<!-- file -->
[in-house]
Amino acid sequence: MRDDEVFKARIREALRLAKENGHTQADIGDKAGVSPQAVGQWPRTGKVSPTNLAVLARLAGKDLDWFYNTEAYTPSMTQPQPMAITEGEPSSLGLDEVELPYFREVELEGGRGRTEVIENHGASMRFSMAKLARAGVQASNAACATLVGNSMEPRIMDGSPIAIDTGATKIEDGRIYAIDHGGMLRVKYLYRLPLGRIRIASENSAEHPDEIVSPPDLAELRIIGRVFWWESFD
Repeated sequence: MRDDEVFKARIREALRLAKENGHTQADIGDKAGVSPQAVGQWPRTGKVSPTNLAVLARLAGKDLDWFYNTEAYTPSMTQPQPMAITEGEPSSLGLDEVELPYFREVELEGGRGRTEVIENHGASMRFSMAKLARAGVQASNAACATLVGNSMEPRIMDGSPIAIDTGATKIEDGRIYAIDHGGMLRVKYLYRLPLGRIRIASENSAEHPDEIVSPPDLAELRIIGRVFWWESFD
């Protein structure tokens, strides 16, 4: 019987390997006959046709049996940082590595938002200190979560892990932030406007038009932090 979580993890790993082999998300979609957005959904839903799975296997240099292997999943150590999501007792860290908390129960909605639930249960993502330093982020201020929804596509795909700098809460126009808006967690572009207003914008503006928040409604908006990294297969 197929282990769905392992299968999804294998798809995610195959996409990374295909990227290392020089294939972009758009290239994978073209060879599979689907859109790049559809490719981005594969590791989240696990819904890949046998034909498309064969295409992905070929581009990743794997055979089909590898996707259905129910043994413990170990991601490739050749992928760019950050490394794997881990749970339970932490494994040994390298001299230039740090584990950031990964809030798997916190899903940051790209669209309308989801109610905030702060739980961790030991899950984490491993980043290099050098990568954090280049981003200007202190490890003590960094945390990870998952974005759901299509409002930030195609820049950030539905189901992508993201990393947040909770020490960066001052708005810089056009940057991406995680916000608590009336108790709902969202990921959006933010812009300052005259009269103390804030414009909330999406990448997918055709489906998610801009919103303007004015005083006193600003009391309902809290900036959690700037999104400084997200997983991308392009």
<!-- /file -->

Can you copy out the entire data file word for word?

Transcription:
[in-house]
Amino acid sequence: MRDDEVFKARIREALRLAKENGHTQADIGDKAGVSPQAVGQWPRTGKVSPTNLAVLARLAGKDLDWFYNTEAYTPSMTQPQPMAITEGEPSSLGLDEVELPYFREVELEGGRGRTEVIENHGASMRFSMAKLARAGVQASNAACATLVGNSMEPRIMDGSPIAIDTGATKIEDGRIYAIDHGGMLRVKYLYRLPLGRIRIASENSAEHPDEIVSPPDLAELRIIGRVFWWESFD
Repeated sequence: MRDDEVFKARIREALRLAKENGHTQADIGDKAGVSPQAVGQWPRTGKVSPTNLAVLARLAGKDLDWFYNTEAYTPSMTQPQPMAITEGEPSSLGLDEVELPYFREVELEGGRGRTEVIENHGASMRFSMAKLARAGVQASNAACATLVGNSMEPRIMDGSPIAIDTGATKIEDGRIYAIDHGGMLRVKYLYRLPLGRIRIASENSAEHPDEIVSPPDLAELRIIGRVFWWESFD
């Protein structure tokens, strides 16, 4: 019987390997006959046709049996940082590595938002200190979560892990932030406007038009932090 979580993890790993082999998300979609957005959904839903799975296997240099292997999943150590999501007792860290908390129960909605639930249960993502330093982020201020929804596509795909700098809460126009808006967690572009207003914008503006928040409604908006990294297969 197929282990769905392992299968999804294998798809995610195959996409990374295909990227290392020089294939972009758009290239994978073209060879599979689907859109790049559809490719981005594969590791989240696990819904890949046998034909498309064969295409992905070929581009990743794997055979089909590898996707259905129910043994413990170990991601490739050749992928760019950050490394794997881990749970339970932490494994040994390298001299230039740090584990950031990964809030798997916190899903940051790209669209309308989801109610905030702060739980961790030991899950984490491993980043290099050098990568954090280049981003200007202190490890003590960094945390990870998952974005759901299509409002930030195609820049950030539905189901992508993201990393947040909770020490960066001052708005810089056009940057991406995680916000608590009336108790709902969202990921959006933010812009300052005259009269103390804030414009909330999406990448997918055709489906998610801009919103303007004015005083006193600003009391309902809290900036959690700037999104400084997200997983991308392009």